Local anaesthetics

Author: Prof. Dr. med. Peter Altmeyer

All authors of this article

Last updated on: 29.10.2020

Dieser Artikel auf Deutsch


(e) Local anesthetics; Na-channel blocker

This section has been translated automatically.

Local anaesthetics are drugs that cause a reversible, localised elimination of pain sensation by inhibiting the transmission of impulses along the nerve fibre and in the area of the nerve endings (blocking the voltage-dependent Na+ channels).

Sequence of stimulus elimination: pain pressure-heat motor function. The various local anaesthetics differ in their physicochemical properties (e.g. lipophilia), their potency, the onset of action and the duration of action. In general, lipophilia correlates with the strength and duration of action.

This section has been translated automatically.

Local anaesthetics are substances with a lipophilic aromatic residue and an amino acid group as the hydrophilic residue, which are connected to each other via an intermediate chain. This contains either an ester bond (-CO-O-C-) or an acid amide bond (-C-NH-CO-C-). Accordingly, a distinction is made between:

  • Local anaesthetics of the ester type (prototype = procaine)
  • Local anaesthetics of the acid amide type (prototype is lidocaine)

In procaine, the lipophilic part (see figure red) is connected to the hydrophilic part (see figure blue) by an intermediate chain containing an ester part (yellow). In local anaesthetics of the lidocaine type, the intermediate chain contains an acid amide bond (yellow).

Local anaesthetics of the ester type:

Local anaesthetics of the acid amide type:

Spectrum of action
This section has been translated automatically.

As amines, local anaesthetics (LA) are bases that form easily water-soluble salts with acids, regardless of the type of bond (ester or amide bond). In an acidic environment (e.g. in inflammatory tissue), local anaesthetics are not sufficiently effective because the charged polar form of the local anaesthetics diffuses and penetrates poorly. In the uncharged "penetration form", however, the LA can easily reach its actual destination, the axonal membrane of the peripheral nerves, due to high lipophilicity. For this purpose, the axonal membrane itself, the perineurium and possibly also the myelin sheath as lipophilic barriers must be overcome.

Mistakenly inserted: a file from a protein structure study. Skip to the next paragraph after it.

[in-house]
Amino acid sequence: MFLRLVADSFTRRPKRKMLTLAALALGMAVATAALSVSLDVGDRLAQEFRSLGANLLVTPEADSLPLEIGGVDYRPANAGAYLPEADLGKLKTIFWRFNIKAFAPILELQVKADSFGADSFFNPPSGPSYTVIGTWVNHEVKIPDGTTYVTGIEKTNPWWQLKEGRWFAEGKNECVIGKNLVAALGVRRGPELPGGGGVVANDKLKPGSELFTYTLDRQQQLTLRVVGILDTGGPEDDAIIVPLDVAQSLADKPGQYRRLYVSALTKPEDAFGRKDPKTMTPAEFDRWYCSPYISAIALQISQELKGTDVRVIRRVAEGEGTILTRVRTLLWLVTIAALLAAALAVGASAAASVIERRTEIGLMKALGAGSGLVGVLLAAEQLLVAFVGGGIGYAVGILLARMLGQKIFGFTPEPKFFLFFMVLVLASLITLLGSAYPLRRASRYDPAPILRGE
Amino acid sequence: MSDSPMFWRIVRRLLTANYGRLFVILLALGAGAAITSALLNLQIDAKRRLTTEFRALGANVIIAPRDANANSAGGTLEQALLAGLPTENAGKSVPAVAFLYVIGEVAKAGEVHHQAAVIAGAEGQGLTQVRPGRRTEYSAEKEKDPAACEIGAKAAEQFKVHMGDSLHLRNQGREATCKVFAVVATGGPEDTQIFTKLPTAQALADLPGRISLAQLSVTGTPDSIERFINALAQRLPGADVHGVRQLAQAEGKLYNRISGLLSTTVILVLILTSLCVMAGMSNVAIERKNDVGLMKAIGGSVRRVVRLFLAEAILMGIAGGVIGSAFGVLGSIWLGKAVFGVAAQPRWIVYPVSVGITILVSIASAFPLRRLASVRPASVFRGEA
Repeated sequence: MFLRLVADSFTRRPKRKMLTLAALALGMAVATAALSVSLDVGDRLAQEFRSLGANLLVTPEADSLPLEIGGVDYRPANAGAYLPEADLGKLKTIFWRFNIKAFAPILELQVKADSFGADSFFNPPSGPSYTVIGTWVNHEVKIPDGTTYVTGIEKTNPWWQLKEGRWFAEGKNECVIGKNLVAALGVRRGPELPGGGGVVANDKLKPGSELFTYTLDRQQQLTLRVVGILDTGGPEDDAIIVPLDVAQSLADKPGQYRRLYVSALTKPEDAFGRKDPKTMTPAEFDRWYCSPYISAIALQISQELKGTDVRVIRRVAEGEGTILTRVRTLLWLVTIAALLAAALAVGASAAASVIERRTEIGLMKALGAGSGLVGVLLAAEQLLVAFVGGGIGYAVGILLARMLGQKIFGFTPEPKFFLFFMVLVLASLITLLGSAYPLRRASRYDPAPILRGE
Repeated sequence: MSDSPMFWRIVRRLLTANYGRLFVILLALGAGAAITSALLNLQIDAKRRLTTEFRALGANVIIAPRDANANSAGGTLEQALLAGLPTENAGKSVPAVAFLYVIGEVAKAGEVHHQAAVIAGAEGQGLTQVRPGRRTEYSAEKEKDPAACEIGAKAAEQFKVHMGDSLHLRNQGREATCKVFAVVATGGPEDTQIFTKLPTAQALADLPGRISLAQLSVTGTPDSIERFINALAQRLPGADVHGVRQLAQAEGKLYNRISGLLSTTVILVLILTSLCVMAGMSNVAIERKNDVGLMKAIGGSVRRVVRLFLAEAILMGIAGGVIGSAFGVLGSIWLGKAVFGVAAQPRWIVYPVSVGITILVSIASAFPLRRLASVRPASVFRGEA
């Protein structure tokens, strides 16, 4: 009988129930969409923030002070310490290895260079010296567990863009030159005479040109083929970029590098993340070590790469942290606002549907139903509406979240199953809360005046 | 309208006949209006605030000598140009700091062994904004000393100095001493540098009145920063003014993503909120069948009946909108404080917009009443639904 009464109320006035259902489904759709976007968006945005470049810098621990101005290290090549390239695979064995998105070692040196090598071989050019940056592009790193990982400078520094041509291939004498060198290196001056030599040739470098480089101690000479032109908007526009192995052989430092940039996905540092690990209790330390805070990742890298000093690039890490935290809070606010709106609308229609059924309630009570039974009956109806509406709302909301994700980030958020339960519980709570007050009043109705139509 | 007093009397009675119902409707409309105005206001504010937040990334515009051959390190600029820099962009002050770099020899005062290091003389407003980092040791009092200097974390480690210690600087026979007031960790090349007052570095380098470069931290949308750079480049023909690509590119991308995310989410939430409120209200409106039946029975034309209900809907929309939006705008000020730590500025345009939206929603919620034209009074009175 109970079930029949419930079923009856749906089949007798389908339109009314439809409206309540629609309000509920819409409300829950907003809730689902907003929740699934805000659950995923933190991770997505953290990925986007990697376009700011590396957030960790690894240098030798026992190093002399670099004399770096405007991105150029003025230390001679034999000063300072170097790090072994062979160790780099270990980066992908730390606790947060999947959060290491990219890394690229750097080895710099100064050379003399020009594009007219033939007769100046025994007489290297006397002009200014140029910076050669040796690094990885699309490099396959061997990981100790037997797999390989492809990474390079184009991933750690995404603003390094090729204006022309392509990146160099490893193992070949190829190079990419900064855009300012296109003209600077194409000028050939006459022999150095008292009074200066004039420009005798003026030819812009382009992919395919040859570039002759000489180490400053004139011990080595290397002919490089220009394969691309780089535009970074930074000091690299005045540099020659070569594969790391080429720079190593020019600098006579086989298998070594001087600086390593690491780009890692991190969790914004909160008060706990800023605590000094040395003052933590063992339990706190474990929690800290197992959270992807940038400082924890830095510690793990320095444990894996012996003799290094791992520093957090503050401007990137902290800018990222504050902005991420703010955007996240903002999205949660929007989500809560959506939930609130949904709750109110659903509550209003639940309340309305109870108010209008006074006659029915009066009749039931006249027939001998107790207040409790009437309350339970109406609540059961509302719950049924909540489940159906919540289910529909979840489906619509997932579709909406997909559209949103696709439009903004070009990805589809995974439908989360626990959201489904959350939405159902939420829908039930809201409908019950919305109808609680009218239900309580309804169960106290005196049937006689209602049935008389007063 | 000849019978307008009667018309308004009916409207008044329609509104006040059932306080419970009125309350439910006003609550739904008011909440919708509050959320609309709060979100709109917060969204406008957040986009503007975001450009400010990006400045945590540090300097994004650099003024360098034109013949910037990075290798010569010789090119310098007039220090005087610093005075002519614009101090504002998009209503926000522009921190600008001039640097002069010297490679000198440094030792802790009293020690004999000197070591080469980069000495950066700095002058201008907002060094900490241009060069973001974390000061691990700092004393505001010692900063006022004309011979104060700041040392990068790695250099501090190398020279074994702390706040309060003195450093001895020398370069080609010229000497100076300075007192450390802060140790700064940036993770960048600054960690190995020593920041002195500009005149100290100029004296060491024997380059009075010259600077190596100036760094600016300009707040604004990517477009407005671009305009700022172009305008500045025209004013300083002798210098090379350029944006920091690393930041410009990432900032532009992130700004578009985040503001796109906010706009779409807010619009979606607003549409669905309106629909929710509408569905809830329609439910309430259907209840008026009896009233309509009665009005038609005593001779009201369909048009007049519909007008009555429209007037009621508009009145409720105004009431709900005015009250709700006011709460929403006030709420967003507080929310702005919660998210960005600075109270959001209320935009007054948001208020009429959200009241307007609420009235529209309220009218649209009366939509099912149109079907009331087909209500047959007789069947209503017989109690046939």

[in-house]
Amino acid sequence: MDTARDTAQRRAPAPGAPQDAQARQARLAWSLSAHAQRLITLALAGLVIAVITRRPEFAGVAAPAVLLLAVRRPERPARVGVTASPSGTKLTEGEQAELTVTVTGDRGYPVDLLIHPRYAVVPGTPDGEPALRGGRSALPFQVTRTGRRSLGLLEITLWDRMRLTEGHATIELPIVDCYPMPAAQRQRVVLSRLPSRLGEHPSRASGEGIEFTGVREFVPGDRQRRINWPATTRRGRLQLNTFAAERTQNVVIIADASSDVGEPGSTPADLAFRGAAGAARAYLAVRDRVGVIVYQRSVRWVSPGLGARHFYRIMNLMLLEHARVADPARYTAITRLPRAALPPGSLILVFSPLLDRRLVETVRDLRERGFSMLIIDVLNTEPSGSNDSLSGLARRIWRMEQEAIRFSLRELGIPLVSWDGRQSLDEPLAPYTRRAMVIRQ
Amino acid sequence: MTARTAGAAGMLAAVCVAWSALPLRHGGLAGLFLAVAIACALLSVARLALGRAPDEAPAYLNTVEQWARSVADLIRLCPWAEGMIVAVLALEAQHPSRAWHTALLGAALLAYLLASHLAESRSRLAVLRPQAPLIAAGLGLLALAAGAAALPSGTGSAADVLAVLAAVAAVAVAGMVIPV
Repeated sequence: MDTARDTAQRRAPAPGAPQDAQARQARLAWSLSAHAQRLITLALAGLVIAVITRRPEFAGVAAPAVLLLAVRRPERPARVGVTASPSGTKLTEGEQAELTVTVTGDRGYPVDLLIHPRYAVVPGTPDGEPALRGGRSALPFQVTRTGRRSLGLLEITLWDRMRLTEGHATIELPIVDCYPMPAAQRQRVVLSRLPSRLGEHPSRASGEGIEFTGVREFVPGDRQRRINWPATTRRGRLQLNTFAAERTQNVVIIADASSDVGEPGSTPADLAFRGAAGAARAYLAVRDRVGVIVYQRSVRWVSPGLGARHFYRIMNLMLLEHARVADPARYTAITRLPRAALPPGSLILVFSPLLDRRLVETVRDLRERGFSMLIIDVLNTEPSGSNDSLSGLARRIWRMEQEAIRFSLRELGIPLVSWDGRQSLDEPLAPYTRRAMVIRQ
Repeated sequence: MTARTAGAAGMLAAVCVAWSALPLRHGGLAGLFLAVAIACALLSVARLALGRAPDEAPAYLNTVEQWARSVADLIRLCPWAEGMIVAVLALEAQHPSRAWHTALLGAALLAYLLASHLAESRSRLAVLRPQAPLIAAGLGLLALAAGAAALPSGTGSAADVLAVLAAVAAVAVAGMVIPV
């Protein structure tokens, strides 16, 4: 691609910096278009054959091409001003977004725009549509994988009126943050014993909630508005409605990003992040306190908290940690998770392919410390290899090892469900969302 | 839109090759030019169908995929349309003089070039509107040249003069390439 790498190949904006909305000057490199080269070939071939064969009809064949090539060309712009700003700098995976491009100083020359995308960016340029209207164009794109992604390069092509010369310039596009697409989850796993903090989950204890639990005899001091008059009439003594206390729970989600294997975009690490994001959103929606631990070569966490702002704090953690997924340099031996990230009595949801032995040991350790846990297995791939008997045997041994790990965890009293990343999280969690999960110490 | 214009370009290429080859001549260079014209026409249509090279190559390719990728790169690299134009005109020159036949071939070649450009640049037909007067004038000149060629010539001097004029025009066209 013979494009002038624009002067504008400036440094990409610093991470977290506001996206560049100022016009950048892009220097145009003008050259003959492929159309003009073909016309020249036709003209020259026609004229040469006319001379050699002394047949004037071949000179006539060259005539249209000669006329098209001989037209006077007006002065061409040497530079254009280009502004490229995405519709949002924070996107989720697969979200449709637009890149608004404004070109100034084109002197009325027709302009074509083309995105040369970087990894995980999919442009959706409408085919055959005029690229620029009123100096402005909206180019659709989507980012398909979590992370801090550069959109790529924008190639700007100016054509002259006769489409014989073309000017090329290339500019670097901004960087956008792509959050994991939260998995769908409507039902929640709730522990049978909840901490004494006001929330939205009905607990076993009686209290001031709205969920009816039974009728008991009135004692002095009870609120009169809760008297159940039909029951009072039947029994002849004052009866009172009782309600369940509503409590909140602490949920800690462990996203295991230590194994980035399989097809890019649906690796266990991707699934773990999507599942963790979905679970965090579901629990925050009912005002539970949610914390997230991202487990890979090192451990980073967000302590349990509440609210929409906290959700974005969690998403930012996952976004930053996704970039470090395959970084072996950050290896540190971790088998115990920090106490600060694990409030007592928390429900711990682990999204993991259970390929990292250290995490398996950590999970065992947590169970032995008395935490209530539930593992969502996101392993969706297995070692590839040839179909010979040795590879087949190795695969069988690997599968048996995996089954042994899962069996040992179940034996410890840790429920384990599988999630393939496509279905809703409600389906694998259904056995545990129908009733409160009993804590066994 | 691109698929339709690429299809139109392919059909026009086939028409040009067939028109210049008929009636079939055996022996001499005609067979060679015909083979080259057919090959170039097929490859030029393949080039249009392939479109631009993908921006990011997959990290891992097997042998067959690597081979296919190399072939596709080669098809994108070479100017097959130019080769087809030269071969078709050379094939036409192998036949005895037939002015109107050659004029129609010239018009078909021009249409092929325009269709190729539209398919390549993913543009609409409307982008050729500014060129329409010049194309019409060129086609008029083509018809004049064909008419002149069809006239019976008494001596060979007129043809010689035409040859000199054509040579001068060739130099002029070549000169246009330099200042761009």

At the channel pore, the LA with their lipophilic aromatic residue bind to the channel protein. The hydrophilic cationic residue protrudes into the channel pore. LA lead to a slowing down of the kinetics of the reactivation of the ion channel. The time constant for channel recovery increases considerably with the increasing concentration of LA. Thus the proportion of channels that can be activated decreases. A peripheral stimulus encounters only a few sodium channels in an activatable resting state. The action potential is not passed on. In contrast to motor nerve fibres, pain-conducting fibres as well as pre- and postganglionic fibres of the sympathetic nervous system consist of thin, slowly conducting fibres. Therefore, pain sensation and sympathetic transmission is more easily blocked than the transmission of excitation in motor fibers (Yanagidate F et al. 2007).

In principle, LA can block the excitation conduction in all nerves. However, thin slow nerve fibres are much more sensitive than thick fast conducting nerve fibres.

Elimination: LA are metabolically eliminated. The degradation is carried out by non-specific esterases at the site of action and in the plasma.

The pharmacologically active form at the sodium channel (blockade of the sodium channel) is the charged quaternary ammonium compound. The lipid solubility of LA scatters considerably. With increasing lipid solubility, the anaesthetic potency of the molecules increases. Acid amides only become active after absorption into the systemic circulation in the liver. They are therefore present at the injection site for longer than the ester type of LA.

This section has been translated automatically.

The areas of application include:

  • Local anaesthesia e.g. in the context of surgical, dental and diagnostic procedures (Eng HC et al. 2014)
  • Local treatment of pain of various causes, e.g. nerve pain, sore throat, oral ulcers, etc.
  • "delay cream" for ejaculatio praecox (benzocaine)
  • Cardiac arrhythmia.

Undesirable effects
This section has been translated automatically.

The most common potential adverse effects of parenteral administration include:

  • Local reactions at the injection site
  • Paresthesia, dizziness
  • Bradycardia
  • Vegetatively induced hypotension